The freestyle football experience



End of May, and strangely in my head, every year I believe sunny days are definitely here. This year was tough, because I'm basically an outdoor shooter, and so since I live in the northeastern side of France between November and April, it can be a huge challenge working outside. Snow, wind, rain, and low temperatures are amongst the few drawbacks that come along with living in that part of the country. I'm not complaining, because there are people dealing with weather conditions that are worst than mine, but even if I believe a lot could be done (artistically) with these weathers, try and convince dancers to pose and move and leotards in these conditions.


So here I am, ready to go to Paris for a few photoshoots. One, in particular, was important for me because it was a little different from the things I usually do. Gautier Fayolle is a four-time World Freestyle Football Routine Champion, and we decided to combine our skills in Paris to create pictures in the style of my series originally dedicated to dancers: "Inmotion".


We're all set and the shooting was planned for a Tuesday morning in the streets of Paris. Unfortunately, as the day arrived the weather started to dramatically change. Rain was on its way so I had to quickly find a last-minute location to shoot. Lucky for me my friends from the Museum of art and history we're able to welcome us once again for an entire morning.


The setup was easy, I had to travel light and work with the minimum equipment. I worked that day with a 60 x 100 softbox, and a broncolor move 1200L. Like always, power was needed there to achieve that dark edgy look I usually crave for. We started outside because we had a bit of sun that morning. It was almost 10:30 am so the sun was getting up and hitting stronger ad the day unraveled. To pull out a dark look like in this picture I had to rely on my lighting. I pulled down my exposure to have the whole scene underexposed, and compensated with the flash to light my model.

I often do this when I'm forced to shoot in mid-day. Sun is harsh and not ideally placed, so to pull down the ambient light and compensate for some unflattering hard shadows you can use artificial light. The broncolor move is perfect for this type of situation because of the power available inside this small unit.


The Flash was hidden behind the left column and since it was on the side, it gave that almost "split" effect on Gautier. The flash duration of the Broncolor was set to a minimum in order to freeze the action. Although we can see a slight motion blur on the ball, Gautier is perfectly frozen in time.


5D mark III / 24 - 70mm mark II 2.8 ISO 160 F5,6 1/200



For this second picture, we were in full shade, which was easier technically for me to set up. The picture was easy to pull out because Gautier wasn't really in motion this time but just posing on the ball. In terms of light placement, I didn't have a dozen options. I wanted to use the door as a natural frame and the only way to light my scene without seeing the flash was to place it (again) behind the left or right column. Once we decided which pose we wanted, the left option was obvious.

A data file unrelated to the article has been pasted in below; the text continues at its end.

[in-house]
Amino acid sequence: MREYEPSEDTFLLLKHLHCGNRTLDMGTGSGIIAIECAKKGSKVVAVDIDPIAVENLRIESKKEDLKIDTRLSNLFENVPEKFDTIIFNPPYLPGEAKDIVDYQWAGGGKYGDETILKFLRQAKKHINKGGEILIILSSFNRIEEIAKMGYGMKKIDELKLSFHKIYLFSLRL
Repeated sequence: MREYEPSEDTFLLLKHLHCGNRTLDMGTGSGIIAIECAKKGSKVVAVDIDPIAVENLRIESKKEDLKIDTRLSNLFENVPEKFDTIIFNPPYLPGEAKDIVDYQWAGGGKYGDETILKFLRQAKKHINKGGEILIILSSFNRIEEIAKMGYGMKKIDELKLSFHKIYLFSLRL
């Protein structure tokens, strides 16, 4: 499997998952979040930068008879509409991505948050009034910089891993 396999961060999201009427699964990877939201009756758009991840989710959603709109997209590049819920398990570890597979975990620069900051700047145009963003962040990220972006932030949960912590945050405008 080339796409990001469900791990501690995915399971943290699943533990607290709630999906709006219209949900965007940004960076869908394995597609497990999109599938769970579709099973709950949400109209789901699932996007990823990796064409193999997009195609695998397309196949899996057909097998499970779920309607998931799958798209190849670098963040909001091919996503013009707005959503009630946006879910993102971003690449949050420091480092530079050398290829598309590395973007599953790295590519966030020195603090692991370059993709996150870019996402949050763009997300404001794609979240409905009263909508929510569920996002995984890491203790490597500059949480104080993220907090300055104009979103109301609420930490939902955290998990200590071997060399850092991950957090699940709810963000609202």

Canon 5D mark III / 24-70 mm mark II 2.8 ISO 160 F6,3 1/200



After this picture, it started raining! So we quickly moved inside to continue our session. I wanted to get close, and have sort of an unreal feel to my shot. So I used my wide-angle lens (16-35mm) and played with the distortion to achieve the look I wanted. First, my goal was to play with the distortion of the lines of the columns and the window, and 2nd the light was positioned to project Gautier's shadow against the wall. Timing was crucial because the movement was brief, but after a couple of tries, we nailed it.


Canon 5D mark III / 16-35 mm 2.8 ISO 200 F7,1 1/200


I just placed the light to have the shadow visible on the wall and asked Gautier to perform his move in order to open the major part of his body towards the light. No ambient light was used here because the flash was giving it all. I used to do this with Speedlites but was limited by the output power. Here, thanks to the Broncolor move, I was able to try all sorts of scenarios.

For the last image, I wanted to "cheat" a little bit. It is something I used to do in my early days in photography, and that I avoid doing today because I try to always do everything in-camera. It was nearly impossible to shoot Gautier in the middle of the chapel without having the flash in the way. So I decided to capture both individually. First, I photographed Gautier with the flash and softbox. The flash placed on his left side was used just to give him that little "pop". And I then took a second picture of the empty space and merged everything in Photoshop!


Canon 5D mark III / 16-35mm 2.8 IS0 320 F3,2 1/100




I will never say it enough that, sometimes, one light is just enough. And here we were able once again to make great images with the minimum crew and equipment.

I have to thank the museum of art and history for kindly welcoming us again. I also want to thank the Broncolor team in Paris for helping me out during this week. And last but not least thanks to Tom for assisting me at the very last minute.